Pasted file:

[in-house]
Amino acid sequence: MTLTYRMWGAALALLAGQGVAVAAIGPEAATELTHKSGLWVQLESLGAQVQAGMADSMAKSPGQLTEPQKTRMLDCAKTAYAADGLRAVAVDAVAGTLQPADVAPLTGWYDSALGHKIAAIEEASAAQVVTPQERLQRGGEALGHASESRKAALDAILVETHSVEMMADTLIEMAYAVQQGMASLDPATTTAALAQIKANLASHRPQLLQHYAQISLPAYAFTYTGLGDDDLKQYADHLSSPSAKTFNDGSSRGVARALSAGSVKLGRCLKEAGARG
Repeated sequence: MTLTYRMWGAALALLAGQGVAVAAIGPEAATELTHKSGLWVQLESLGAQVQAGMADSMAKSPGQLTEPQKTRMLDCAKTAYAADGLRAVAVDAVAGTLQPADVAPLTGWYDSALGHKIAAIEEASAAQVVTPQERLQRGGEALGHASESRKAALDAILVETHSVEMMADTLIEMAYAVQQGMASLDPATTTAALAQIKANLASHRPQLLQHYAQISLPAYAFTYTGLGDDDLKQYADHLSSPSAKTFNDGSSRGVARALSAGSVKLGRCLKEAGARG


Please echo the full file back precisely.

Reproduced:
[in-house]
Amino acid sequence: MTLTYRMWGAALALLAGQGVAVAAIGPEAATELTHKSGLWVQLESLGAQVQAGMADSMAKSPGQLTEPQKTRMLDCAKTAYAADGLRAVAVDAVAGTLQPADVAPLTGWYDSALGHKIAAIEEASAAQVVTPQERLQRGGEALGHASESRKAALDAILVETHSVEMMADTLIEMAYAVQQGMASLDPATTTAALAQIKANLASHRPQLLQHYAQISLPAYAFTYTGLGDDDLKQYADHLSSPSAKTFNDGSSRGVARALSAGSVKLGRCLKEAGARG
Repeated sequence: MTLTYRMWGAALALLAGQGVAVAAIGPEAATELTHKSGLWVQLESLGAQVQAGMADSMAKSPGQLTEPQKTRMLDCAKTAYAADGLRAVAVDAVAGTLQPADVAPLTGWYDSALGHKIAAIEEASAAQVVTPQERLQRGGEALGHASESRKAALDAILVETHSVEMMADTLIEMAYAVQQGMASLDPATTTAALAQIKANLASHRPQLLQHYAQISLPAYAFTYTGLGDDDLKQYADHLSSPSAKTFNDGSSRGVARALSAGSVKLGRCLKEAGARG